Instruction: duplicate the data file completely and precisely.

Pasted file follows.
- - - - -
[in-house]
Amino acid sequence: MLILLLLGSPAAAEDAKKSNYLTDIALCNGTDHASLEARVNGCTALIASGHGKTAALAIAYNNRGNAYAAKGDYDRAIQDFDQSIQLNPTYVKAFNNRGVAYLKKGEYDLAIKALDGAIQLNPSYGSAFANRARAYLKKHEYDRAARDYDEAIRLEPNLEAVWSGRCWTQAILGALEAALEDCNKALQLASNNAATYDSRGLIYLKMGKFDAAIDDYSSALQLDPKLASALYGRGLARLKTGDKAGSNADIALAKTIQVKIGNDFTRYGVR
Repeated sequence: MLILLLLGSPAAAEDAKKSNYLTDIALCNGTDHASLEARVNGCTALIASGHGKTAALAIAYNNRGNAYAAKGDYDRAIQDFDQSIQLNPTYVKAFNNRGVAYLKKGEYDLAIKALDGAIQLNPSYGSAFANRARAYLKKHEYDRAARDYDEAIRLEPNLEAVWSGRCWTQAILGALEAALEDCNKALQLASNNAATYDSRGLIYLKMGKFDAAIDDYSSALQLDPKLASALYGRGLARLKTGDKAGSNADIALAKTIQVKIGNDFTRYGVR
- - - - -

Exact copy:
[in-house]
Amino acid sequence: MLILLLLGSPAAAEDAKKSNYLTDIALCNGTDHASLEARVNGCTALIASGHGKTAALAIAYNNRGNAYAAKGDYDRAIQDFDQSIQLNPTYVKAFNNRGVAYLKKGEYDLAIKALDGAIQLNPSYGSAFANRARAYLKKHEYDRAARDYDEAIRLEPNLEAVWSGRCWTQAILGALEAALEDCNKALQLASNNAATYDSRGLIYLKMGKFDAAIDDYSSALQLDPKLASALYGRGLARLKTGDKAGSNADIALAKTIQVKIGNDFTRYGVR
Repeated sequence: MLILLLLGSPAAAEDAKKSNYLTDIALCNGTDHASLEARVNGCTALIASGHGKTAALAIAYNNRGNAYAAKGDYDRAIQDFDQSIQLNPTYVKAFNNRGVAYLKKGEYDLAIKALDGAIQLNPSYGSAFANRARAYLKKHEYDRAARDYDEAIRLEPNLEAVWSGRCWTQAILGALEAALEDCNKALQLASNNAATYDSRGLIYLKMGKFDAAIDDYSSALQLDPKLASALYGRGLARLKTGDKAGSNADIALAKTIQVKIGNDFTRYGVR